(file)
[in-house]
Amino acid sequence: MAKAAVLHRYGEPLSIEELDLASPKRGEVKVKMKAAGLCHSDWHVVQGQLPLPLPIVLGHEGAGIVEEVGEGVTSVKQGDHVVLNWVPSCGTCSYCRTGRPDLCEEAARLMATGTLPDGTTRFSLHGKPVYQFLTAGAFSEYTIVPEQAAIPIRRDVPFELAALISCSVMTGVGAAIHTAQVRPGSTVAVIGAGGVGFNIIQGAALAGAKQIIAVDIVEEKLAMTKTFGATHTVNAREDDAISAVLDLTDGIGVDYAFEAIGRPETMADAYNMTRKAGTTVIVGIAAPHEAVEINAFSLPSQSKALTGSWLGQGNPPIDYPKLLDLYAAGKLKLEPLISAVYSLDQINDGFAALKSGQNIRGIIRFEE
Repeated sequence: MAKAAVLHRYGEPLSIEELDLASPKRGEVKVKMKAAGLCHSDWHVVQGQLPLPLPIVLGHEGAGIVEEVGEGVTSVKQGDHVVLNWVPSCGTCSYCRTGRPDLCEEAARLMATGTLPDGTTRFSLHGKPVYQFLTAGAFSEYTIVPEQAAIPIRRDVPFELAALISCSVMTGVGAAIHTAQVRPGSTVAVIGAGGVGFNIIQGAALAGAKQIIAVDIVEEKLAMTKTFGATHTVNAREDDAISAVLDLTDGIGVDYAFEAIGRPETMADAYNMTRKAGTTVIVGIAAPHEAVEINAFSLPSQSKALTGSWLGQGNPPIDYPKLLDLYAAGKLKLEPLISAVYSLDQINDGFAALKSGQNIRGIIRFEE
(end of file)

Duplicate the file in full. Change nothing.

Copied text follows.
[in-house]
Amino acid sequence: MAKAAVLHRYGEPLSIEELDLASPKRGEVKVKMKAAGLCHSDWHVVQGQLPLPLPIVLGHEGAGIVEEVGEGVTSVKQGDHVVLNWVPSCGTCSYCRTGRPDLCEEAARLMATGTLPDGTTRFSLHGKPVYQFLTAGAFSEYTIVPEQAAIPIRRDVPFELAALISCSVMTGVGAAIHTAQVRPGSTVAVIGAGGVGFNIIQGAALAGAKQIIAVDIVEEKLAMTKTFGATHTVNAREDDAISAVLDLTDGIGVDYAFEAIGRPETMADAYNMTRKAGTTVIVGIAAPHEAVEINAFSLPSQSKALTGSWLGQGNPPIDYPKLLDLYAAGKLKLEPLISAVYSLDQINDGFAALKSGQNIRGIIRFEE
Repeated sequence: MAKAAVLHRYGEPLSIEELDLASPKRGEVKVKMKAAGLCHSDWHVVQGQLPLPLPIVLGHEGAGIVEEVGEGVTSVKQGDHVVLNWVPSCGTCSYCRTGRPDLCEEAARLMATGTLPDGTTRFSLHGKPVYQFLTAGAFSEYTIVPEQAAIPIRRDVPFELAALISCSVMTGVGAAIHTAQVRPGSTVAVIGAGGVGFNIIQGAALAGAKQIIAVDIVEEKLAMTKTFGATHTVNAREDDAISAVLDLTDGIGVDYAFEAIGRPETMADAYNMTRKAGTTVIVGIAAPHEAVEINAFSLPSQSKALTGSWLGQGNPPIDYPKLLDLYAAGKLKLEPLISAVYSLDQINDGFAALKSGQNIRGIIRFEE